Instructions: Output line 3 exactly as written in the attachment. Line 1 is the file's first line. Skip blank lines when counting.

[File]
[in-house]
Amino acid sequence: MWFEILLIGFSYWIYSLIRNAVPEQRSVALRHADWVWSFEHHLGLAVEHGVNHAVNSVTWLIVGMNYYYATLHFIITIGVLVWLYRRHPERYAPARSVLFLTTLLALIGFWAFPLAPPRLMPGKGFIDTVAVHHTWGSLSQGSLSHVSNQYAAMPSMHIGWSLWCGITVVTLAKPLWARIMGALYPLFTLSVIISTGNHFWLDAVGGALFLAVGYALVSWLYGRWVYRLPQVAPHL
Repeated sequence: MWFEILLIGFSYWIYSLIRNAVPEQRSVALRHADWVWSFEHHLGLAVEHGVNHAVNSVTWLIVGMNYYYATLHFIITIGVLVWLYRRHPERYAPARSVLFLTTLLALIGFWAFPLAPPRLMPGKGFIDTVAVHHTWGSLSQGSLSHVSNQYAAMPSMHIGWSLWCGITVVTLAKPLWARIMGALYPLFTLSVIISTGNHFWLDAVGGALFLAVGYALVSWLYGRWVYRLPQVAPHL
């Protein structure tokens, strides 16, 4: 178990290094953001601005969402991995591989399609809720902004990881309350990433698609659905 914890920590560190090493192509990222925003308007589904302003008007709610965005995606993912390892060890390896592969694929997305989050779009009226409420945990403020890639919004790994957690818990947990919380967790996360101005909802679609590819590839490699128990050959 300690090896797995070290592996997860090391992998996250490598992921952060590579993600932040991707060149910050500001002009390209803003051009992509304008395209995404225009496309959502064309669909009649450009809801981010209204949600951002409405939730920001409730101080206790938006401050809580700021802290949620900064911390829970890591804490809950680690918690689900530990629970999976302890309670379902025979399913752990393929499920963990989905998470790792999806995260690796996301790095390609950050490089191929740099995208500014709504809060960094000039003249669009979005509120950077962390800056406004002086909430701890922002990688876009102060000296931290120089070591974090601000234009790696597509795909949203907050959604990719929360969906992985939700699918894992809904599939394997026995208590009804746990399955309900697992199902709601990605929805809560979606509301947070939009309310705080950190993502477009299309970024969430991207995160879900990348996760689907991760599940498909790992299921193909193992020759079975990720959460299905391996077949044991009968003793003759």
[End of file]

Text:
Repeated sequence: MWFEILLIGFSYWIYSLIRNAVPEQRSVALRHADWVWSFEHHLGLAVEHGVNHAVNSVTWLIVGMNYYYATLHFIITIGVLVWLYRRHPERYAPARSVLFLTTLLALIGFWAFPLAPPRLMPGKGFIDTVAVHHTWGSLSQGSLSHVSNQYAAMPSMHIGWSLWCGITVVTLAKPLWARIMGALYPLFTLSVIISTGNHFWLDAVGGALFLAVGYALVSWLYGRWVYRLPQVAPHL